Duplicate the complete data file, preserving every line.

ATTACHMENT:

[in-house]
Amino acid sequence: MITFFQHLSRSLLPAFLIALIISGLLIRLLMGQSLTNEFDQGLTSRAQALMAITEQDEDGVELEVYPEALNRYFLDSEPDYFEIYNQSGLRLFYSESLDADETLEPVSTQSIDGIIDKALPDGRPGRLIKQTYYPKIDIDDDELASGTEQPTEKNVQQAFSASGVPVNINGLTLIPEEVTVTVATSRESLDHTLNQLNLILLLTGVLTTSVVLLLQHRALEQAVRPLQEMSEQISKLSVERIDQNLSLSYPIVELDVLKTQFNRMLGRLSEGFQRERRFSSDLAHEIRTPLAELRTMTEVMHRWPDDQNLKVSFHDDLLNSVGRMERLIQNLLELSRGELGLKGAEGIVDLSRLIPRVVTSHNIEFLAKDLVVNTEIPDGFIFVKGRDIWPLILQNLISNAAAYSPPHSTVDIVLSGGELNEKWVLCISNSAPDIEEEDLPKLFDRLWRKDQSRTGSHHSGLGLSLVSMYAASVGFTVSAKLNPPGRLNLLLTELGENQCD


[in-house]
Amino acid sequence: MITFFQHLSRSLLPAFLIALIISGLLIRLLMGQSLTNEFDQGLTSRAQALMAITEQDEDGVELEVYPEALNRYFLDSEPDYFEIYNQSGLRLFYSESLDADETLEPVSTQSIDGIIDKALPDGRPGRLIKQTYYPKIDIDDDELASGTEQPTEKNVQQAFSASGVPVNINGLTLIPEEVTVTVATSRESLDHTLNQLNLILLLTGVLTTSVVLLLQHRALEQAVRPLQEMSEQISKLSVERIDQNLSLSYPIVELDVLKTQFNRMLGRLSEGFQRERRFSSDLAHEIRTPLAELRTMTEVMHRWPDDQNLKVSFHDDLLNSVGRMERLIQNLLELSRGELGLKGAEGIVDLSRLIPRVVTSHNIEFLAKDLVVNTEIPDGFIFVKGRDIWPLILQNLISNAAAYSPPHSTVDIVLSGGELNEKWVLCISNSAPDIEEEDLPKLFDRLWRKDQSRTGSHHSGLGLSLVSMYAASVGFTVSAKLNPPGRLNLLLTELGENQCD